What Are the Branches of Homeland Security?

A Homeland Security official signing a foreign policy contract with a Prime Minister.
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The Department of Homeland Security (DHS) was formally established two months after the terrorist attacks of Sept. 11, 2001. The department integrated 22 different federal departments and agencies to streamline the improvement of U.S. national security and make it more efficient. DHS deals with numerous homeland security issues, ranging from cybersecurity to border and immigration enforcement.

1 Department Components

Only one military organization falls under DHS -- the United States Coast Guard. DHS is also responsible for training law enforcement officers through the Federal Law Enforcement Training Center (FLETC) and oversees the protection of national leaders and visiting foreign dignitaries through the United States Secret Service (USSS).

Several parts of DHS address citizenship, immigration and border security: the United States Citizenship and Immigration Services (USCIS), the U.S. Immigration and Customs Enforcement (ICE) and the U.S. Customs and Border Protection (CBP). In addition to enforcing immigration and drug trafficking laws, the CBP has the important task of keeping terrorists and their weapons out of the U.S. The Transportation Security Administration (TSA) ensures freedom of movement for people and commerce by managing all forms of travel.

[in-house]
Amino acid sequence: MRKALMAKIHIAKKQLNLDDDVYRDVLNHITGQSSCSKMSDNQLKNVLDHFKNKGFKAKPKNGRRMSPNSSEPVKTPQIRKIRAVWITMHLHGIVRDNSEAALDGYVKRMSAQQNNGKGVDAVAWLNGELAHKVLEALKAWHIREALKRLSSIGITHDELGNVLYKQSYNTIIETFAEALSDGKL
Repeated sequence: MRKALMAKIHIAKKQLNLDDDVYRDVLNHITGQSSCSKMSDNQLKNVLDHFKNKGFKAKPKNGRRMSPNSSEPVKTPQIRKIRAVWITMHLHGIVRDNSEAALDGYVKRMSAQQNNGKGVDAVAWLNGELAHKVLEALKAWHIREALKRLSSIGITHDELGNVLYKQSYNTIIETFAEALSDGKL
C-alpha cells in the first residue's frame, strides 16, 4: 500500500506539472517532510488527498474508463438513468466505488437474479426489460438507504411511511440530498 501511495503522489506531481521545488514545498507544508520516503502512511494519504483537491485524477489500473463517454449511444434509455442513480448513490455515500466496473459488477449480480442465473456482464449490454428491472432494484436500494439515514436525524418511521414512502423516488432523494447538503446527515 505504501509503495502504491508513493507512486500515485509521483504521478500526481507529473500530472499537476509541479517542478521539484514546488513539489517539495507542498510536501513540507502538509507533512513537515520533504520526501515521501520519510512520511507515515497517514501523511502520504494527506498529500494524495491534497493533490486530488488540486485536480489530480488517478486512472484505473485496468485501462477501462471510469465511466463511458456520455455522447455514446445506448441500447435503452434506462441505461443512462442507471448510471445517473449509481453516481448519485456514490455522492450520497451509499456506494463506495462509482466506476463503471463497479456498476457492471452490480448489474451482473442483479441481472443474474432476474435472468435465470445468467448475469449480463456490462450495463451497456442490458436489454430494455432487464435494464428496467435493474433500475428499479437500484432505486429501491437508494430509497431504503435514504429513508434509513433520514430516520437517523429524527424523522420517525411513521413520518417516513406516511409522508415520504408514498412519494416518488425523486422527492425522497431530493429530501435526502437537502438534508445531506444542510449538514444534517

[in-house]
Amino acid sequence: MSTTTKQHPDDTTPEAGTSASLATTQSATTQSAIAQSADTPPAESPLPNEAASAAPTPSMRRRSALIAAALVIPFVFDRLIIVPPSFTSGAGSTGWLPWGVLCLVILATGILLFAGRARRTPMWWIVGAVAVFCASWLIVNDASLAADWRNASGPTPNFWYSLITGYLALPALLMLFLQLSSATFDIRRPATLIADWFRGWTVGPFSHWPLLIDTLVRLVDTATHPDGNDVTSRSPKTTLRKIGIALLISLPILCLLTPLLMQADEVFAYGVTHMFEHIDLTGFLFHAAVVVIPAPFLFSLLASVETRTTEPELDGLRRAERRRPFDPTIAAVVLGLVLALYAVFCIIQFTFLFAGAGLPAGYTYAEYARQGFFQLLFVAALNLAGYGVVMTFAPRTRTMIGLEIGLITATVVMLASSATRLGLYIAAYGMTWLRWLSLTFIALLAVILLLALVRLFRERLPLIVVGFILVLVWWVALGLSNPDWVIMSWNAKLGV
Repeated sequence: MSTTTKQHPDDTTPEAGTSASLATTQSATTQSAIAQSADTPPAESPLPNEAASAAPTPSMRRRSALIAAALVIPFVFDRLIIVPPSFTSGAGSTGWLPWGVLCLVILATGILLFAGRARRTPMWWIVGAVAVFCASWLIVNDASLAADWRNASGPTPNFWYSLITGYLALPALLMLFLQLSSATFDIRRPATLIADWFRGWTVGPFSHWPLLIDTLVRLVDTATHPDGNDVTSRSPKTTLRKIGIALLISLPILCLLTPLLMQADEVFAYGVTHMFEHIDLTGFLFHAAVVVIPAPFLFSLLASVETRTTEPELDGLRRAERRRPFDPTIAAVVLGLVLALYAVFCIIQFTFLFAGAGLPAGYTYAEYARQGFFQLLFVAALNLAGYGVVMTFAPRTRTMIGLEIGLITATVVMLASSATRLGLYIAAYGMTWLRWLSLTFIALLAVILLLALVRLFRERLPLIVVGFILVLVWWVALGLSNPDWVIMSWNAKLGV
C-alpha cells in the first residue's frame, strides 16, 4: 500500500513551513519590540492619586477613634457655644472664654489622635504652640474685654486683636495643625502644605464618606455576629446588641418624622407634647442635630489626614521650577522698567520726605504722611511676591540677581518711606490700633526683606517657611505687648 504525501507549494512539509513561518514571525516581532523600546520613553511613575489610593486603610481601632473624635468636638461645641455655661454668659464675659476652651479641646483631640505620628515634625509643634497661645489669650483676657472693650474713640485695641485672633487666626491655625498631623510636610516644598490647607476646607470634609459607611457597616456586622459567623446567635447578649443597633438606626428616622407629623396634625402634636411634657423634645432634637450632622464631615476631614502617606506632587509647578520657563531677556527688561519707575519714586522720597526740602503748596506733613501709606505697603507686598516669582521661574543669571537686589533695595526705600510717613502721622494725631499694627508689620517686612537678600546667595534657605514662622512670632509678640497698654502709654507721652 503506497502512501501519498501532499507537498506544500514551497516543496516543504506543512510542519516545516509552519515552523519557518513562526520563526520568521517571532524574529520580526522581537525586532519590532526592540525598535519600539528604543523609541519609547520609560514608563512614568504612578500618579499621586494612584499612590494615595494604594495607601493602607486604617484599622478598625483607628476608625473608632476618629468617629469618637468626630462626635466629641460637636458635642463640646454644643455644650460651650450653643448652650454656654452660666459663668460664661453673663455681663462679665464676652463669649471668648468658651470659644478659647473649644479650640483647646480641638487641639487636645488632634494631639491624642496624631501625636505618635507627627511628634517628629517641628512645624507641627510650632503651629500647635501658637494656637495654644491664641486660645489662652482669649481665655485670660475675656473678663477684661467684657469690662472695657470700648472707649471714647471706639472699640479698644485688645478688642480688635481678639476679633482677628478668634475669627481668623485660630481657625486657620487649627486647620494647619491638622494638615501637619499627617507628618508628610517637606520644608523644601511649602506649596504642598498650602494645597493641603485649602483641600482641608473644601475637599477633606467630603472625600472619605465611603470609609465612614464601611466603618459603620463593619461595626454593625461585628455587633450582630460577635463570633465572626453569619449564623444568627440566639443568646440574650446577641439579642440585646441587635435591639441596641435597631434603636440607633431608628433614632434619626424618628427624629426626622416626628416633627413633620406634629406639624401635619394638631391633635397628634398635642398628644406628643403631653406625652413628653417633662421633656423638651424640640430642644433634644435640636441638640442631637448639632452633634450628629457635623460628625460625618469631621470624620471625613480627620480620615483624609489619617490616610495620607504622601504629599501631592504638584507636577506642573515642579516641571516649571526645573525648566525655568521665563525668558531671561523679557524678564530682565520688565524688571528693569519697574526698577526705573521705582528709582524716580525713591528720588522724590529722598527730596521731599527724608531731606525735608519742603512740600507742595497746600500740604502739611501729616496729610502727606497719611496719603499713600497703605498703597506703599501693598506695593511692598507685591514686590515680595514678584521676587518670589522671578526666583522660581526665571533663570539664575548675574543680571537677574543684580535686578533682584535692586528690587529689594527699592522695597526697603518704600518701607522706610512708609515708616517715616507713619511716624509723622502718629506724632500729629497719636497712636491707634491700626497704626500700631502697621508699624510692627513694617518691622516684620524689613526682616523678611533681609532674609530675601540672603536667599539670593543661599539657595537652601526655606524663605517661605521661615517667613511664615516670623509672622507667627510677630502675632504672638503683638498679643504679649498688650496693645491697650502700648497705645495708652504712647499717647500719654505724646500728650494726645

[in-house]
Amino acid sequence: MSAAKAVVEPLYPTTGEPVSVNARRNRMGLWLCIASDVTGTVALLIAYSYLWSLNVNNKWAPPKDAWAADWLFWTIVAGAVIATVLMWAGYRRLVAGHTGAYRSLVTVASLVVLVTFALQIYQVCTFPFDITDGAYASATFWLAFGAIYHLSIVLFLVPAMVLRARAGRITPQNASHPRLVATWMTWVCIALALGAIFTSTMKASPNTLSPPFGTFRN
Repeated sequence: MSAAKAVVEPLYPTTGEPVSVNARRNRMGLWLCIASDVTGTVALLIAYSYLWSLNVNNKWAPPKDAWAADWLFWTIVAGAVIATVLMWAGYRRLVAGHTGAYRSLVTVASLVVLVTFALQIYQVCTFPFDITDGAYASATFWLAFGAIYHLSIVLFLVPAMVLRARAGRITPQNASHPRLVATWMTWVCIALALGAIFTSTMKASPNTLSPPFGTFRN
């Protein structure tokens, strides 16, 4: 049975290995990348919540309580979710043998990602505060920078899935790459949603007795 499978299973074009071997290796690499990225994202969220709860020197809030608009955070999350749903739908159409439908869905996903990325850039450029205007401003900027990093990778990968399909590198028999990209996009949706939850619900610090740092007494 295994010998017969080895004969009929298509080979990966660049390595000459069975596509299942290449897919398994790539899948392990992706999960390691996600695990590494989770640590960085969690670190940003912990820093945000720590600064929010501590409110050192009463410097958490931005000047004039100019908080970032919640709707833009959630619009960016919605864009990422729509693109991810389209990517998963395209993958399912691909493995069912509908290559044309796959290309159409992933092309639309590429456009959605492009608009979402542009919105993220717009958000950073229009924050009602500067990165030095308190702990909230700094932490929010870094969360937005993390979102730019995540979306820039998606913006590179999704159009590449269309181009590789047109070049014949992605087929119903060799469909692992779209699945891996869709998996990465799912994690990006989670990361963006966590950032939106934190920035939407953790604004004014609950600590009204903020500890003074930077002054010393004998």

DHS also oversees the Federal Emergency Management Agency (FEMA), the agency that addresses national environmental disasters, as well as the Office of Health Affairs (OHA).

Numerous parts of DHS address and research potential threats, including the Domestic Nuclear Detection Office (DNDO), the National Protection and Programs Directorate (NPPD), the Science & Technology Directorate (S&T) and the Office of Intelligence and Analysis (I&A).

The Management Directorate, Office of Operations and Coordination and Planning and Office of Policy all oversee DHS bureaucracy.

Based in Dallas, Exa von Alt has been working in education and the social sciences for nearly 10 years. Her lesson plans are published on the University of Oklahoma's K20ALT website and she has written several entries in "American Centuries: The Ideas, Issues, and Trends that Made U.S. History"(MTM Publishing). Exa von Alt holds a Master of Arts in history from the University of Illinois at Chicago.